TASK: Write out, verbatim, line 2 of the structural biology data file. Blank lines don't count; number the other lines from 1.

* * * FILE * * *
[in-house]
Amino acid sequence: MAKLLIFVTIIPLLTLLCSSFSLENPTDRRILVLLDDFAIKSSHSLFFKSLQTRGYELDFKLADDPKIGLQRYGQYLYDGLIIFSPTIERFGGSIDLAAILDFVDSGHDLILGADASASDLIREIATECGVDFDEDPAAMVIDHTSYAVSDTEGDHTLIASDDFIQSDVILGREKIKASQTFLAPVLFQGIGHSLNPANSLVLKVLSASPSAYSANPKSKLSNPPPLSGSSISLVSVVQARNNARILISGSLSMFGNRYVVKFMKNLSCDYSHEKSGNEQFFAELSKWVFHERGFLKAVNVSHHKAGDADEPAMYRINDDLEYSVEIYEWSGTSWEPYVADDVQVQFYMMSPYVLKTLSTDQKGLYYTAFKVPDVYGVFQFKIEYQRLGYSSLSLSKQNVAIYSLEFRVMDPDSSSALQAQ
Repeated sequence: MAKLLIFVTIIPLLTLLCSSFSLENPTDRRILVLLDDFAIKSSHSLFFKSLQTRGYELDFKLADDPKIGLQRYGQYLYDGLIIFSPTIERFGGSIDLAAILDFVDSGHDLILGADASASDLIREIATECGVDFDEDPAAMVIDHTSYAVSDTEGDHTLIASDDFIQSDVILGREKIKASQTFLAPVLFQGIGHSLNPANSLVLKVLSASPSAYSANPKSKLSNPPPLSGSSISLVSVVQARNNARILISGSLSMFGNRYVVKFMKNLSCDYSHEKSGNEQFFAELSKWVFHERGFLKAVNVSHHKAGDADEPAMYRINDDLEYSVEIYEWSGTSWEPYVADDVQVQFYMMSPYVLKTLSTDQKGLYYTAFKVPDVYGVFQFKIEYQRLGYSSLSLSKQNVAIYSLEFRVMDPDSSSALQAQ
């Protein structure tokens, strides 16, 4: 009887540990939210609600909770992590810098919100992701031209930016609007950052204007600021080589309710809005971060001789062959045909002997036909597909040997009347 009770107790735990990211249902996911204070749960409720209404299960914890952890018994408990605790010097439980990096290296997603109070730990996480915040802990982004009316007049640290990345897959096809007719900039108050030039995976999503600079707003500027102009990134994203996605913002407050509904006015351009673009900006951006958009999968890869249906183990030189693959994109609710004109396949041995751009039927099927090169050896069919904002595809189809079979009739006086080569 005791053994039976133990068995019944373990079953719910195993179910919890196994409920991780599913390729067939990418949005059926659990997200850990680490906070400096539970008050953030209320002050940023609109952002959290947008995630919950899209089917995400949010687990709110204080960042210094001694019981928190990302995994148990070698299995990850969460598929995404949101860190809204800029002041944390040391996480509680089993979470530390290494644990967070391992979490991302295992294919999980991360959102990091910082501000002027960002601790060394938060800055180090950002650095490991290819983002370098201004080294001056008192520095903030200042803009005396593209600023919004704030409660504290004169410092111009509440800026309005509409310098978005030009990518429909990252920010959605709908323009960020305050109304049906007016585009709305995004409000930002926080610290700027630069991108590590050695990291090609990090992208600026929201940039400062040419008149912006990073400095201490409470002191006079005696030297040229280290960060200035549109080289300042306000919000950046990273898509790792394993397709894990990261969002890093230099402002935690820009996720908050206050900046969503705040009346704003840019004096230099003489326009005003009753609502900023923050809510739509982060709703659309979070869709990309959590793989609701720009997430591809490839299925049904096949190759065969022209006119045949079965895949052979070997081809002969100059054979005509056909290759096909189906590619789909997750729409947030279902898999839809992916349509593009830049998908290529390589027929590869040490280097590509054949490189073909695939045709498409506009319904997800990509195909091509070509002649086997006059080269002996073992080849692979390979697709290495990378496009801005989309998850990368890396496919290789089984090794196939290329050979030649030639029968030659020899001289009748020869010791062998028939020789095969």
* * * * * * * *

Amino acid sequence: MAKLLIFVTIIPLLTLLCSSFSLENPTDRRILVLLDDFAIKSSHSLFFKSLQTRGYELDFKLADDPKIGLQRYGQYLYDGLIIFSPTIERFGGSIDLAAILDFVDSGHDLILGADASASDLIREIATECGVDFDEDPAAMVIDHTSYAVSDTEGDHTLIASDDFIQSDVILGREKIKASQTFLAPVLFQGIGHSLNPANSLVLKVLSASPSAYSANPKSKLSNPPPLSGSSISLVSVVQARNNARILISGSLSMFGNRYVVKFMKNLSCDYSHEKSGNEQFFAELSKWVFHERGFLKAVNVSHHKAGDADEPAMYRINDDLEYSVEIYEWSGTSWEPYVADDVQVQFYMMSPYVLKTLSTDQKGLYYTAFKVPDVYGVFQFKIEYQRLGYSSLSLSKQNVAIYSLEFRVMDPDSSSALQAQ